Women and Gender in Islamic Law RELST-GA.1854 (Same as MEIS-GA.1854), Katz
Tuesday 4:55pm-7:35pm. Class #23482. 4 Pts. 194 Mercer Rm. 202
Islamic law and its treatment of women in theory and practice.
Topics in Ancient Studies: 3rd Century Literature RELST-GA.2020 (Same as HBRJD-GA.2020), Reed/ Feldman
Wednesday 2:00pm-4:45pm. Class #23378. 3 Pts. KJCC Basement
The third century BCE has long been described as a "dark age" in the history of Judaism. Yet it is also critical both for Biblical Studies, as a key era in the consolidation of now-biblical texts and their translation into Greek, and for the study of Second Temple Judaism, as the era of the most ancient Jewish writings known from outside the Bible, including the oldest apocalypses and the earliest known Jewish writings in Greek. Drawing on new evidence from the Dead Sea Scrolls as well as recent research in Classics on the Hellenistic Near East, this seminar will explore what we know of Jewish literature and cultural history in the period between the conquests of Alexander the Great and the Maccabean Revolt. In the process, we will explore the intersections--both past and potential--between specialist research in Biblical Studies and on Second Temple Judaism. Students should have proficiency in Hebrew and Aramaic and/or Greek.
Topics Seminar: Rage, Religion, and Race RELST-GA.2467, Pickett
Wednesday 11:00am-1:45pm. Class #20950. 4 Pts. 726 Broadway, Rm. 541
This course explores theories and examples of rage with special attention to religion, politics, race, gender and sexuality. In an increasing divided and divisive world, almost everyone is angry about something or has something about which to be angry. But when is anger a moral emotion and a political compass? When does it derail religious, political and ethical purposes? What counts as anger and how is it (de)legitimated in practices of social organization, control, or privilege? This course will take up such questions as a way to reevaluate our assumptions about rage and its effects.
Religion as Media RELST-GA.3397 (Same as ANTH-GA.2397), Zito
Wednesday 2:00pm-4:45pm. Class #19662. 4 Pts. 726 Broadway Rm. 542
This course will introduce you to the longstanding and complex connection between religious practices and various media, based upon the premise that, like all social practice, religion is always mediated in some form or other. Yet, religion does not function simply as unchanging content, while media names the ways that content is formed. Instead shifts in media technique, from ritual innovations to the invention of printing, through TV, to the internet, also shape religious practice. We are interested in gathering theoretical tools for understanding the form and politics of this mutual dialectic. We will analyze how human hearing, vision and the performing body have been used historically to express and maintain religious life through music, voice, images, words and rituals. Then we will spend time on more recent electronic media such as cassette, film, television, video, and the internet. We will consider, among other things: religious memory, both embodied and out-sourced in other media; role of TV in the rise of the Hindu Right; the material culture of Buddhism (icons, relics, sutras); religion and commodification; film as religious experience; Christian Evangelical media.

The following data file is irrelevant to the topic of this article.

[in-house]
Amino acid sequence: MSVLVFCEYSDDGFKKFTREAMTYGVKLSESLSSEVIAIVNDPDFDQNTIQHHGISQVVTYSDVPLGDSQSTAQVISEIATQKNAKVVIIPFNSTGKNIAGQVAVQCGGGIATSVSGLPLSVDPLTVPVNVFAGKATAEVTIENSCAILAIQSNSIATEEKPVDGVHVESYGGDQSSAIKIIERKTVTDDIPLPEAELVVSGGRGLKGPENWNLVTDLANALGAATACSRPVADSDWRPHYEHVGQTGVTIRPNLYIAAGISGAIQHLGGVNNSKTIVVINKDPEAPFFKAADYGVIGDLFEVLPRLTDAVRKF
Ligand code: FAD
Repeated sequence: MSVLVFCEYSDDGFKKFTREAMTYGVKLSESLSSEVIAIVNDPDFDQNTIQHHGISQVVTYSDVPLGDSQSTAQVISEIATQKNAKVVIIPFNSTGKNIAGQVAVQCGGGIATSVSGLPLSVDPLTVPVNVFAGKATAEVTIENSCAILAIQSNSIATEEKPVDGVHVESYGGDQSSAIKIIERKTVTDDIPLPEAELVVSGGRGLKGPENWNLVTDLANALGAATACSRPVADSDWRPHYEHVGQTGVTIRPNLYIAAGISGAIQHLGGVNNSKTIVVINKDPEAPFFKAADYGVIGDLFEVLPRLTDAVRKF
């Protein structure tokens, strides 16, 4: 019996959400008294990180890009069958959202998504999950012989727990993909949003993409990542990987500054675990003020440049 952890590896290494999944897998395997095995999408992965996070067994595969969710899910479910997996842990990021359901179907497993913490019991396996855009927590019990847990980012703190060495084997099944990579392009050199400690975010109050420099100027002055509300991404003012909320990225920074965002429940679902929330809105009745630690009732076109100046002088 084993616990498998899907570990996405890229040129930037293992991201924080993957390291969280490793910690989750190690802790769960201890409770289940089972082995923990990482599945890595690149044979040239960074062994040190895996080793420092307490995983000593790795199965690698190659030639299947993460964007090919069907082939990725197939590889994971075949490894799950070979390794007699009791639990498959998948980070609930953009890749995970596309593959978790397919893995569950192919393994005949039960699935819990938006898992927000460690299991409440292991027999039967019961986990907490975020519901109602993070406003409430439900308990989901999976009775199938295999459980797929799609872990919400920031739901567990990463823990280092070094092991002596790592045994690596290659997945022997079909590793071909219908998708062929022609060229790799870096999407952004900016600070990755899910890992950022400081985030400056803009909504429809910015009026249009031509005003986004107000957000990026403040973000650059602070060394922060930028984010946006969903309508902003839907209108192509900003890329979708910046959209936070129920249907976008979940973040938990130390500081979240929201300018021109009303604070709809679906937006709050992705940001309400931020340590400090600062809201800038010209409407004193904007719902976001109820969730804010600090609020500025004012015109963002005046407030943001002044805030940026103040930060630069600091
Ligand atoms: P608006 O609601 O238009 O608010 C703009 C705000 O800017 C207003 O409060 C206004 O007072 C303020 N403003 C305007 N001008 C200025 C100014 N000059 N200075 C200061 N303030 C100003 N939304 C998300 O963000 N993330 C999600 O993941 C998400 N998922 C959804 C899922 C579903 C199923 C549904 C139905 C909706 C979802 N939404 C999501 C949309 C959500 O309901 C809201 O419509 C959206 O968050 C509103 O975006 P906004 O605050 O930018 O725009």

M.A. Thesis Research RELST-GA 2902
Class # 3000. 4 Pts.
Directed Study - Christianity RELST-GA 2922
Class #2756. 1-4 Pts.
Directed Study - Judaism RELST-GA 2932
Class # 2757. 1-4 Pts.
Directed Study - Islam RELST-GA 2942
Class # 2758. 1-4 Pts.
Directed Study - Asian Religion RELST-GA 2952
Class # 2759. 1-4 Pts.
Directed Study - Philosophy of Religion RELST-GA 2962
Class # 2760. 1-4 Pts.
Directed Study - Topics in Religion RELST-GA 2972
Class #2761. 1-4 Pts.
COURSES APPLICABLE TO THE MA PROGRAM
Topic: Law & Religion in Europe EURO-GA.3112 (Same as SOC-GA.3112), Samara
Monday 2:00pm-4:00pm. Class #22818. 4 Pts. KJCC 324
How and why is religious difference managed through law in Europe? Which expressions of religious identity are permitted in public space or reflected in the urban landscape, which are marked as problematic, and why? What principles do courts invoke to support restrictions on religious practice, and what conceptions of religion does this privilege? To examine the complex ways in which law and religion intersect in contemporary Europe, this course integrates anthropological approaches to studying law and culture, including studies of secularism, with geographical approaches to studying space and power. Through a range of case studies from across Europe, we consider how the legal regulation of religion may intersect with other categories such as gender, race, sexuality and ethnicity, and examine the assumptions and impacts of legal doctrines delineating “public” and “private” spheres. We also explore how the regulation of religious practices impacts citizenship and rights for minority members, such as through the regulation of clothing, bodily conduct, places of worship or urban "soundscapes" (e.g. in debates on regulating public prayer calls). To understand the stakes and limits of state efforts to regulate religion, we analyze these dynamics at local, municipal, national, and regional scales, including European-level human rights frameworks, and consider how notions such as religious freedom are invoked in policymaking at the international scale. While the course focuses on contemporary debates on religion and law in Europe, it will also analyze selected U.S and global case studies to highlight diverse policy approaches and their consequences.
Jewish Bible as an Artifact: Ancient to Modern Times HBRJD-GA.2651, Schiffman
Tuesday 11:00am-1:45pm. Class #25178. 3 pts. Location